Maybe They Should Teach Compassion In Schools, The World Would Be A Kinder Place

Photography by Gregory Crewdson

Photography by Gregory Crewdson

As older people around me seemed to talk about it with sadness in their eyes, I couldn’t figure out quite yet what was going on.

I was six years old when I got bullied for the first time. You may assume I was overweight or that there was a physical diversity on myself. As a matter of fact, no. I was a perfect child, smiley, funny, extroverted and I knew how to read and write by the age of four.

The first time a kid made fun of me was a week after I received the news that my mother had passed away. It wasn’t a real thing for me. I mean, I was six years old, all I knew about life was that I had to go to school to get to play in the afternoon with my dog and my sister.

When I went back to my regular life, still waiting for my mother to come back from whatever trip she was doing, my teacher told the other students that my mother had died. From the back, I could hear them laugh:

Loud. Evil. Meaningless. 

Ha ha. You don’t have a mother. 

I suppose, now, looking back, the teacher thought about death the same way that I did: it was going to be reversed. To her, my mother’s death was the equivalent to say I wouldn’t have a Barbie to take to class on Friday. The reality of those words made a hole in my tiny little head. From there on, up until I was 21 years old, I would tell my classmates my mother was busy, or traveling, or sleeping. I wouldn’t let them know the real truth.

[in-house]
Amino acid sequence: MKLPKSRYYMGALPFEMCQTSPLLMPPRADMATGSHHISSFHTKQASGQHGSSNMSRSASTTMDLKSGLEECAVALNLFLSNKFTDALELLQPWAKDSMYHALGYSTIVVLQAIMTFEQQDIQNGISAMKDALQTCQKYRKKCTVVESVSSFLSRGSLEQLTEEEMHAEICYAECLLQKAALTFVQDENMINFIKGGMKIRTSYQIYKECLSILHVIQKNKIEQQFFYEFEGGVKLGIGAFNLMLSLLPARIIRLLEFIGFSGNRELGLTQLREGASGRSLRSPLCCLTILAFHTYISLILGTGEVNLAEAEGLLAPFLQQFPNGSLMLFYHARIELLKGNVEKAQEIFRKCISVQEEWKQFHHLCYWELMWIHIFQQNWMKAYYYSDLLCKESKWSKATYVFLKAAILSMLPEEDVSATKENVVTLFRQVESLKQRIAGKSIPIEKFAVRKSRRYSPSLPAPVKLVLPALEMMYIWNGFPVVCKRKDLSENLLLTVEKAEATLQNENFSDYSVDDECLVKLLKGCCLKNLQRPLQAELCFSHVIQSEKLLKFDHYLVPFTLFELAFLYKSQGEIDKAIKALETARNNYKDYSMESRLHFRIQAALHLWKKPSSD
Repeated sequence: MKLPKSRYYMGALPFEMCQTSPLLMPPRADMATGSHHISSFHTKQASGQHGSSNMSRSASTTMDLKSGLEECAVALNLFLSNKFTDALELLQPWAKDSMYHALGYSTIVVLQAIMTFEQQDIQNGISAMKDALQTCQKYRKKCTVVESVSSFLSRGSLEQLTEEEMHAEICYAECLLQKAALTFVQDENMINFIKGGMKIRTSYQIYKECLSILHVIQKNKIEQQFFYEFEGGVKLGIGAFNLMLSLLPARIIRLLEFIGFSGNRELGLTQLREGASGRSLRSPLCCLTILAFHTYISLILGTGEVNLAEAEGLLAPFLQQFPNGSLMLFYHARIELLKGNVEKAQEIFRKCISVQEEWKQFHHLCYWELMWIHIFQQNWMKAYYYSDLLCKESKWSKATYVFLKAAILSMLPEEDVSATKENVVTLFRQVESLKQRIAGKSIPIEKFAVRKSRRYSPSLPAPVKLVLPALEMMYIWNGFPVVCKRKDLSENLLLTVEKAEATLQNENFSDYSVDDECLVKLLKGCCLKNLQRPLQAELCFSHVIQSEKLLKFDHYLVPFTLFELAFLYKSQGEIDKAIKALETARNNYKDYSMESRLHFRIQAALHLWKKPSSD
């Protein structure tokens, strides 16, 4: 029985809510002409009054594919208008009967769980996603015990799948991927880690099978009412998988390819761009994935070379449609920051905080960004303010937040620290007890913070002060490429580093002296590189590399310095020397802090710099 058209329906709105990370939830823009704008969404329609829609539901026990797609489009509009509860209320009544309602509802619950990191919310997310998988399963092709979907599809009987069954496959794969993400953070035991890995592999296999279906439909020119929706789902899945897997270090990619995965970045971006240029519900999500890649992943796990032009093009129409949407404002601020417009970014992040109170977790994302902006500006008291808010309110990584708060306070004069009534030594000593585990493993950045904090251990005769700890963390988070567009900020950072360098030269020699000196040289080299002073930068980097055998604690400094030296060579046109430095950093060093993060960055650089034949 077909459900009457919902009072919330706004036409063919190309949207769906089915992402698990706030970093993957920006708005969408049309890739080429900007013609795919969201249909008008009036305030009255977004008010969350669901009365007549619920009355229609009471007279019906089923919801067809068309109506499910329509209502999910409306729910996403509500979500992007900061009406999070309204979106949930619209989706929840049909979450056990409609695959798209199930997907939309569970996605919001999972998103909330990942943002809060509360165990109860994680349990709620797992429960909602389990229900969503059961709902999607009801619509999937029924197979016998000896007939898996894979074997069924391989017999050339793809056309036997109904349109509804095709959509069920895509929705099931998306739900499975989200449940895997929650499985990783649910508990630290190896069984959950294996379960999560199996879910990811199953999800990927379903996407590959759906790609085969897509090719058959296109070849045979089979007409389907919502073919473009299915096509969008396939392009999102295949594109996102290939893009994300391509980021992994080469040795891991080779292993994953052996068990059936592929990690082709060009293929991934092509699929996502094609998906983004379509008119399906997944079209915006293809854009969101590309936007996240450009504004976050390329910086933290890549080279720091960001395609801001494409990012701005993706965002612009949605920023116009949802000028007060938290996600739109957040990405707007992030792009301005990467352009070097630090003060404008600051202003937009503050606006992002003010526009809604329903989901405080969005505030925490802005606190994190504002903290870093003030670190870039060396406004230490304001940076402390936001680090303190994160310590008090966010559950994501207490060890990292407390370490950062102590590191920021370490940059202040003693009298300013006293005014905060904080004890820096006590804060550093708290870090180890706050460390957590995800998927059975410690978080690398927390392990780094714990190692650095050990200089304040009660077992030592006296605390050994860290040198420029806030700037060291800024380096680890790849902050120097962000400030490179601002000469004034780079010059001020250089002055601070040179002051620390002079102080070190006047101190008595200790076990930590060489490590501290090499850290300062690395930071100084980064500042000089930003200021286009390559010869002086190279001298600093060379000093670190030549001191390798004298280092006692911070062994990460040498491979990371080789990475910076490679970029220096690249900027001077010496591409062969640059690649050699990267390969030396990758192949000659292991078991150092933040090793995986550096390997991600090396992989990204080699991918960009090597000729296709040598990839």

When I was 9, boys and girls played truth or dare and made fun of my little secret. I got more and more silent every year. When I was 12, a teacher decided it was time to tell them the truth. As she sent me out of the class, she did it behind my back and, after that, all eyes were on me.

People treated me different. They didn’t invite me to their parties, they didn’t talk to me about Mother’s Day or camping. They would never understand how the pitying look can damage a person. They called me weird and wouldn’t let me into their pijamas parties. I didn’t belong.

In a society that is full of role models and strict rules, I was shut down by the biggest pain someone can ever feel: not having anything to go back home to. 


Written by Gabriela Simionato


30DaysChallenge. DAY 13.
“Have you ever experienced bullying, damaging criticism or lost your confidence in yourself?”